Hawk Cares program impacted by shutdown

The various support services provided to Cosumnes River College students via Hawk Cares Program have been impacted by the shutdown of the campus on Wednesday, said Student Life and Leadership Center Supervisor Oscar Mendoza Plascencia.

The shutdown has meant the various services under Hawk Cares, such as the food pantry and clothes closet, have had to change how they operate, said Mendoza Plascencia.

“It’s affected every aspect of what we do,” said Mendoza Plascencia. “The distribution of food through our pantry has been halted.”

The final distribution took place on March 17, with over 100 students picking up items, said Mendoza Plascencia. The pickups were done in a manner similar to a drive through, in order to minimize contact, said Mendoza Plascencia.

“Everything is being done in a restricted sense,” said Melisha Blakes, the case manager for Hawk Cares. “Everything that can be done remotely is being done.”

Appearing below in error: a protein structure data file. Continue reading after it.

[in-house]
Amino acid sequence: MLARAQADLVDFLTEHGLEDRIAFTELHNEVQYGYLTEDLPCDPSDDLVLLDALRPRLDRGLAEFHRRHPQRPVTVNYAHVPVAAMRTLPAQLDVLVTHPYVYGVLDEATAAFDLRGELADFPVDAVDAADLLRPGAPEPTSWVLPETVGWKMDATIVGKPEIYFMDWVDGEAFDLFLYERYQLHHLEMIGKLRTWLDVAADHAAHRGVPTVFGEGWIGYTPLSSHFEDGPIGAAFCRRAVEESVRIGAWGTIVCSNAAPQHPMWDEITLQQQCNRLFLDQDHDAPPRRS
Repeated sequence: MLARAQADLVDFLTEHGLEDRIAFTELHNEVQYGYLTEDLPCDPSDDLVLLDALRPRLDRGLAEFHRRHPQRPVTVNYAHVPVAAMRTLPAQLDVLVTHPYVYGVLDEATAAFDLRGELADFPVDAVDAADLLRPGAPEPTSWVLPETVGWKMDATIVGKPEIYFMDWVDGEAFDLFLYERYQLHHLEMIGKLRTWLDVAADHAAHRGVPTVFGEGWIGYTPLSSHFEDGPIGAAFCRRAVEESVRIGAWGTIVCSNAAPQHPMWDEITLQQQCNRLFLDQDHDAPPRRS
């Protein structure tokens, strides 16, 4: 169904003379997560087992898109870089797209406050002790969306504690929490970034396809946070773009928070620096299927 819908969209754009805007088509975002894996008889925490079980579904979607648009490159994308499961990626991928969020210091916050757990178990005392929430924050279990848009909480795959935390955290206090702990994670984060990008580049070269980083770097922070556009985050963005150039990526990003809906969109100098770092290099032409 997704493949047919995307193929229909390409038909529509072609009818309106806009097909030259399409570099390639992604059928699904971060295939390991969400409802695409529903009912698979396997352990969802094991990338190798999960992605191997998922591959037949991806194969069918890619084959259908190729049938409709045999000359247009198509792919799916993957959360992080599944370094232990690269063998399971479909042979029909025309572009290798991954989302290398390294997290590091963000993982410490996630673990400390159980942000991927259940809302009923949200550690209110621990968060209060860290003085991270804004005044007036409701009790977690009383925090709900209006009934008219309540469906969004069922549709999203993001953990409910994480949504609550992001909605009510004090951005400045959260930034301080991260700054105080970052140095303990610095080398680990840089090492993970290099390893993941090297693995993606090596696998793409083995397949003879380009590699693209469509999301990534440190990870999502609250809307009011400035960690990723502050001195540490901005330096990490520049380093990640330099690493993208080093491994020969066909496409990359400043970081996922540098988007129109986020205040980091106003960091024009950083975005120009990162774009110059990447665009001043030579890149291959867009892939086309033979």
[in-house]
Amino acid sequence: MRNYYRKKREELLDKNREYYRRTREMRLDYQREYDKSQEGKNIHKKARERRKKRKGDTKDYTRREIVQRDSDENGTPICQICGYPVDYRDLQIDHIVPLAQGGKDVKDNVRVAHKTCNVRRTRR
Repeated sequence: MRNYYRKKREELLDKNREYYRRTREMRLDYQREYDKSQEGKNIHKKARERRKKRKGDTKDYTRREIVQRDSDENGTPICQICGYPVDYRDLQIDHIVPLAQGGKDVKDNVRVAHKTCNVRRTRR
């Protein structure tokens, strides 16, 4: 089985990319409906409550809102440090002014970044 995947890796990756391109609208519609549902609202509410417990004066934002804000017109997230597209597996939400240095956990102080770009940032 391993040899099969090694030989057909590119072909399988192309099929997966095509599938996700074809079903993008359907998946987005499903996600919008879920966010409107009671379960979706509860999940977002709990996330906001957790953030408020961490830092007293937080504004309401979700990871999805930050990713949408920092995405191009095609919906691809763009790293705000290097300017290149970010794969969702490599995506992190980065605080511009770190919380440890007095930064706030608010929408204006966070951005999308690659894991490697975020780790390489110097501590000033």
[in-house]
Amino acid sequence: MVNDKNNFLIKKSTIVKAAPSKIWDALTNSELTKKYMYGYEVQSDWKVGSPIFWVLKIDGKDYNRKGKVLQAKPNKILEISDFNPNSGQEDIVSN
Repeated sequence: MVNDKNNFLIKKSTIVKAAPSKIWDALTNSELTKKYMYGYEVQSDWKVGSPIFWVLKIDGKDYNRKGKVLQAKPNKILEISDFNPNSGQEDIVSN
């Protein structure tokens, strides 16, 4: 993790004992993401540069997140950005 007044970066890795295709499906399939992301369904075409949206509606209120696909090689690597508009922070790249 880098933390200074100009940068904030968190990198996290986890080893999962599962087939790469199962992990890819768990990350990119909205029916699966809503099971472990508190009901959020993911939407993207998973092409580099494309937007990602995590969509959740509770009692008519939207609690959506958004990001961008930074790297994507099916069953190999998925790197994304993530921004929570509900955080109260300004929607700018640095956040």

Twenty-year old English major Sierra Hoff was concerned about how these restrictions could impact the students who use the program.

I don’t use these services because I’m very fortunate,” said Hoff. “However, I tutor on campus and many of my students rely on these kinds of services.”

She said the added stress of the situation may lead to many students feeling overwhelmed and making the decision to drop out of their courses.

In order to help aid students whose access to specific services has been cut off, the Hawk Cares program is provided links to resources for students through their respective webpages, said Blakes. These include resources for both other food pantries and housing programs, said Blakes.

There has also been an effort by Hawk Cares to spread the information on resources to as many students as possible, said Blakes. This includes encouraging faculty members to let their students know about them as well, said Blakes.

“We have asked anyone who has interactions with students to try and spread the info if they can,” said Blakes.

Mendoza Plascencia said one of the services still active through the shutdown will be the Student Emergency Fund, which provides a one-time grant to students in an emergency situation. 

The grant has been lowered from $1,500 to $500 in order to increase availability, said Mendoza Plascencia.

A scholarship for students affected by the shutdown is also available, said Blakes. Named the Scholly Covid-19 Student Relief Fund, the scholarship provides $200 in assistance for buying necessities, according to the Scholly website.